How To Proceed With A Lawsuit—Gordon & Partners, P.A.
Posted on behalf of Gordon & Partners on Sep 18, 2015 in Other
Filing a personal injury case can be straightforward or it can be complex. Though each lawsuit will be different, one thing remains constant: you or your loved one was hurt and have decided to pursue justice and compensation for your pain and suffering.
After researching law firms with experience in your type of case you hire an attorney to represent you and your loved ones. Your attorney will utilize evidence and information about your accident to build the strongest case possible for you. It may require interviews, the hiring of expert witnesses and other up-front costs.
At the law offices of Gordon & Partners, we work on a contingency fee basis, which means we cover the cost of whatever is necessary to make your case as robust as possible, and we are only paid when we obtain a recovery for your claim.
For your free consultation, simply fill out the form on the right or call us today at 1 (855) 722-2552.
What are the Steps in a Civil Lawsuit?
Lawsuits typically proceed through the following steps: pleadings, discovery, trial, and in some instances an appeal, which will follow the trial. A settlement can occur at any time during the pre-trial phases of the case.
The initial paperwork filed in a legal dispute by each side are known as the “pleadings.” The plaintiff files a complaint which is then delivered to the defendant(s). The complaint formally describes the actions or inactions of the defendant that the plaintiff believes led to their injury.
The defendant has a specific amount of time to provide an answer to the complaint. This is how the defendant tells “their side” of the story. Counter-claims could be filed at this point. Both the complaint and the answer can be amended according to requests from either party.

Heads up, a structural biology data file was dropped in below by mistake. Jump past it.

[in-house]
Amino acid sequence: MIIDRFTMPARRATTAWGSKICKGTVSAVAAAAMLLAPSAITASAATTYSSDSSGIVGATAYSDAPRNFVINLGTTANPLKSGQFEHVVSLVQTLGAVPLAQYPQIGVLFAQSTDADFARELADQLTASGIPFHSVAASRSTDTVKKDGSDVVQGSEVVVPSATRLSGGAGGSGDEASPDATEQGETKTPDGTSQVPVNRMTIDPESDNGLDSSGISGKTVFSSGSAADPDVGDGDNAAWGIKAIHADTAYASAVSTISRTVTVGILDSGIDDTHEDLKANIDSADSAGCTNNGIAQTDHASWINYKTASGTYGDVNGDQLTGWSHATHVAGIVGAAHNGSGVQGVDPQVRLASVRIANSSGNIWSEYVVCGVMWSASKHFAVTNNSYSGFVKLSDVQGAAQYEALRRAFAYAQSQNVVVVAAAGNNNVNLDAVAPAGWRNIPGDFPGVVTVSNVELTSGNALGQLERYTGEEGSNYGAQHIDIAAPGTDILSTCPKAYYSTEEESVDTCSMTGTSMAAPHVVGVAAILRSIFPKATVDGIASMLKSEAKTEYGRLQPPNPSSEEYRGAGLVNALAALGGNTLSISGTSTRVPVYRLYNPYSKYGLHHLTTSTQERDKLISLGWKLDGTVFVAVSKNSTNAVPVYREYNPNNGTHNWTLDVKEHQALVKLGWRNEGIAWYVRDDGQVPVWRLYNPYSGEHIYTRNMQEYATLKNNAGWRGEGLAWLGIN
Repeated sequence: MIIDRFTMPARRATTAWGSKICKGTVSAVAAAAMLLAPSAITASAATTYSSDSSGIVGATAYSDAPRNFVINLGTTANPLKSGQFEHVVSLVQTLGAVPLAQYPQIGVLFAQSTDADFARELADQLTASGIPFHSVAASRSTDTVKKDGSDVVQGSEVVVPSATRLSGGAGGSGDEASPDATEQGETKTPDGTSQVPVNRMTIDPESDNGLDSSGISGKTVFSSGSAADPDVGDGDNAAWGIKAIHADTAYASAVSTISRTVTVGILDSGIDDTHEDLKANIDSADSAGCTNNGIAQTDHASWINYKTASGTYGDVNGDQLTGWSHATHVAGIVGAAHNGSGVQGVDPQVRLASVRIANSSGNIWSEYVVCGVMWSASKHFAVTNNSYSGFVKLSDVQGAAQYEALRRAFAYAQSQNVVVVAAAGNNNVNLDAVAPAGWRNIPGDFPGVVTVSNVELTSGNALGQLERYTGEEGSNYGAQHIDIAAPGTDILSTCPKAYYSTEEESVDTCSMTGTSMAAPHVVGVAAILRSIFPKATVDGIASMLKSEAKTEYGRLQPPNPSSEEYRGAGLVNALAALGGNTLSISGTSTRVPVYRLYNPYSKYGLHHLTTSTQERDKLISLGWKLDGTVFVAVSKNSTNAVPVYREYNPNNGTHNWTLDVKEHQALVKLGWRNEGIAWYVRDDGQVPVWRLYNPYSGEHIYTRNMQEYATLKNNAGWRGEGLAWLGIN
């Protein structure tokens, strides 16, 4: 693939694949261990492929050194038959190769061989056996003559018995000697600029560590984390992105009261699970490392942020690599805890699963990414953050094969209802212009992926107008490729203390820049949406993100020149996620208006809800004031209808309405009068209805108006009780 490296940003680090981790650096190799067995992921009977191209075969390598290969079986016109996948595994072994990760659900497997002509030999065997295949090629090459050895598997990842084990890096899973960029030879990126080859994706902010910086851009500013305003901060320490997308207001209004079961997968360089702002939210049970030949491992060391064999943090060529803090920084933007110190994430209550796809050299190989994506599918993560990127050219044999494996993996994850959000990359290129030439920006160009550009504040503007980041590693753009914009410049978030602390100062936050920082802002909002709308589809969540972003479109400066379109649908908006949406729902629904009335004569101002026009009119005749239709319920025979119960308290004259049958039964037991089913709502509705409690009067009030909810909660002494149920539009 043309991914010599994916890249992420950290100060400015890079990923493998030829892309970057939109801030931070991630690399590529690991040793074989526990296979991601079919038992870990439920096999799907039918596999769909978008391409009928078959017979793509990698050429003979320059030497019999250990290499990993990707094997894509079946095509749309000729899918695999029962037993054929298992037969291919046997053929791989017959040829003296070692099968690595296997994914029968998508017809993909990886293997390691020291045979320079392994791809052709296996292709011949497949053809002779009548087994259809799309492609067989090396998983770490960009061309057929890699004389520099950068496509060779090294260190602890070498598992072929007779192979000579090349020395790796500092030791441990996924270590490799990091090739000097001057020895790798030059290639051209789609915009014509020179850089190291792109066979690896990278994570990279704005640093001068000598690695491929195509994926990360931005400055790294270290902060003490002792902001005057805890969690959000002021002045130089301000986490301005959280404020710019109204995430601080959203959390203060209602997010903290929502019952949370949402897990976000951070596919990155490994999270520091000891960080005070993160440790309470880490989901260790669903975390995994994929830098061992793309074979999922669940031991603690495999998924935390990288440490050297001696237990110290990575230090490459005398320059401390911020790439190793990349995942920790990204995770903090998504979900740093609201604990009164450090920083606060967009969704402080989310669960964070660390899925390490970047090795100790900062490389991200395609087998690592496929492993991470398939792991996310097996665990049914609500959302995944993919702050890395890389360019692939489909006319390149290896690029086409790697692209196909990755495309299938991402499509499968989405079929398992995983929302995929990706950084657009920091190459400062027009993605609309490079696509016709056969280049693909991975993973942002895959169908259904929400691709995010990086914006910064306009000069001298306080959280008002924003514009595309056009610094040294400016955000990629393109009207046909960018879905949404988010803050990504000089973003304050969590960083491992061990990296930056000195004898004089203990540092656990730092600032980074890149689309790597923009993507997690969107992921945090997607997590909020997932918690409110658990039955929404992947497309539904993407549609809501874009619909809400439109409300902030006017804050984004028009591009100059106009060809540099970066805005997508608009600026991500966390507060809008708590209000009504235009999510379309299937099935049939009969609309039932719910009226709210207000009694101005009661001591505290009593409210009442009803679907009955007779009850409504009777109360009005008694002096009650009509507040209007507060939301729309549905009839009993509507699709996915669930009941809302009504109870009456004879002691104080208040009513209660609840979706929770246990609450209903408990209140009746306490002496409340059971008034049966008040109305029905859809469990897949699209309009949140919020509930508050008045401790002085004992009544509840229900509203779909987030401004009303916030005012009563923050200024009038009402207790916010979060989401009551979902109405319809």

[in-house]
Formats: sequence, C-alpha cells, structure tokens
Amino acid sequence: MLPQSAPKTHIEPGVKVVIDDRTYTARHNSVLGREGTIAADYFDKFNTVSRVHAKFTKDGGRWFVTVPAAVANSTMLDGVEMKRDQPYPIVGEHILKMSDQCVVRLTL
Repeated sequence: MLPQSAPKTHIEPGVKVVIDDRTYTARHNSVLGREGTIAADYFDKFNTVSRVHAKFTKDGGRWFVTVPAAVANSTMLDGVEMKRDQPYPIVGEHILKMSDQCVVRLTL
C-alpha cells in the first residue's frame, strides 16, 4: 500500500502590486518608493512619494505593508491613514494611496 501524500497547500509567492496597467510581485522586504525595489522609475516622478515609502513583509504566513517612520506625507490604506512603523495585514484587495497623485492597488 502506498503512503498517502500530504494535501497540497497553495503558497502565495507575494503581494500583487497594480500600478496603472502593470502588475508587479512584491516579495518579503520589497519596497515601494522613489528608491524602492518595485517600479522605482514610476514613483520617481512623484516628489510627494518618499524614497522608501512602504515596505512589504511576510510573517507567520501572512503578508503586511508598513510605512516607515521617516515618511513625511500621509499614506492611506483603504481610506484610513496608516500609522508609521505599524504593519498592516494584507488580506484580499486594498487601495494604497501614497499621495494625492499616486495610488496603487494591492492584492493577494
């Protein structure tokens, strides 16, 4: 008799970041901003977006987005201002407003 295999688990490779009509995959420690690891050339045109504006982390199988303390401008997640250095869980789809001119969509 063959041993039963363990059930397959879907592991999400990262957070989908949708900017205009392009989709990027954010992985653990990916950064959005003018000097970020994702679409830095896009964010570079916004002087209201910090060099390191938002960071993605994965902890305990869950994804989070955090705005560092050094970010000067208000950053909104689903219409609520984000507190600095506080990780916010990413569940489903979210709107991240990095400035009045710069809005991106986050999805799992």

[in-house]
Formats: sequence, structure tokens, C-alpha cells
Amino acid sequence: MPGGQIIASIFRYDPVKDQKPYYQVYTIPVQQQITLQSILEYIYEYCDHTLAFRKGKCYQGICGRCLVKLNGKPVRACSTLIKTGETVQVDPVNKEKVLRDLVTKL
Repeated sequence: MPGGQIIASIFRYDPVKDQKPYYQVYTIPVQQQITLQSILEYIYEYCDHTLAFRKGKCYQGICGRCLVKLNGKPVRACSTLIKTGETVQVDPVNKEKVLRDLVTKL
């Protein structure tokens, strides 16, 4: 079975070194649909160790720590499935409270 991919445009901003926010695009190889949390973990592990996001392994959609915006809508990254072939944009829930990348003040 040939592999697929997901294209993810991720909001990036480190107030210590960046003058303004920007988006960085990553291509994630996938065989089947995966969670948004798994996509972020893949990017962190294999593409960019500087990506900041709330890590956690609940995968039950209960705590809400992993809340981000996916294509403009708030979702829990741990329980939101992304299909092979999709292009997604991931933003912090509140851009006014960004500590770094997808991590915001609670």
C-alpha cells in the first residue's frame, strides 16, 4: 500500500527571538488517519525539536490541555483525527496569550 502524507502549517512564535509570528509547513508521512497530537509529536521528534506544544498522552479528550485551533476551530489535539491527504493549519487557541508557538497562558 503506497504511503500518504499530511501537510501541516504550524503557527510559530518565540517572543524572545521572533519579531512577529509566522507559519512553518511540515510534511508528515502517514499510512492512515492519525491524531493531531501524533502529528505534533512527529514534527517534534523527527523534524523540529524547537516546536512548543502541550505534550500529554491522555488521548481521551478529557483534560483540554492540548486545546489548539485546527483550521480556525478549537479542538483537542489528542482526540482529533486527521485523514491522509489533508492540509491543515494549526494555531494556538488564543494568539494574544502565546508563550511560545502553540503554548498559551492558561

Discovery is a crucial aspect of preparing for the case. During this phase, the plaintiff and the defendant ask each other and any relevant third parties questions about facts and evidence pertaining to the case. The attorneys for each side will conduct thorough research of appropriate laws, interview witnesses, and hire any necessary experts. Discovery is typically the longest phase of the pre-trial process but depends on the events of the case.
Questions may be written requesting more information about facts and evidence during discovery, and depositions may take place. Depositions allow each side to learn what the witnesses believe happened. The parties may also use motions before the trial to ask the court to act. They may seek clarification of claims or evidence. A motion for summary judgment asks the court to dismiss all of a plaintiff’s case or a defendant’s defense.
During the trial, each side presents evidence to substantiate their claims. A brief is provided by each party before the trial, which is an outline of the arguments and evidence each side plans to present to the court.
The jury is then selected through a process known as voir dire. After the evidence has been presented each attorney will give their closing arguments. The jury, under instructions from the court, will deliberate considering the evidence presented by each side; a verdict will eventually be reached.
In the event that either party is not satisfied with the verdict, they may appeal the decision. A higher court will then review the decision as well as the evidence and details of the case. An appellate court can reverse a decision if they see fit or order a new trial. An appeal can extend the litigation process by over a year.
Contact our personal injury attorneys for Help Today
As the lawsuit progresses, you may have questions about whether you will have to go to trial, how long the entire process will take, and how much compensation to are eligible for.
The team of attorneys at the law offices of Gordon & Partners are prepared to answer your questions and are here to walk you through the litigation process step-by-step. With over 180 years of combined legal experience, we can take on your case with confidence and let you focus on getting better.
To see how we can help you today, fill out the free case evaluation form on the right side of this page or call us at 1 (855) 722-2552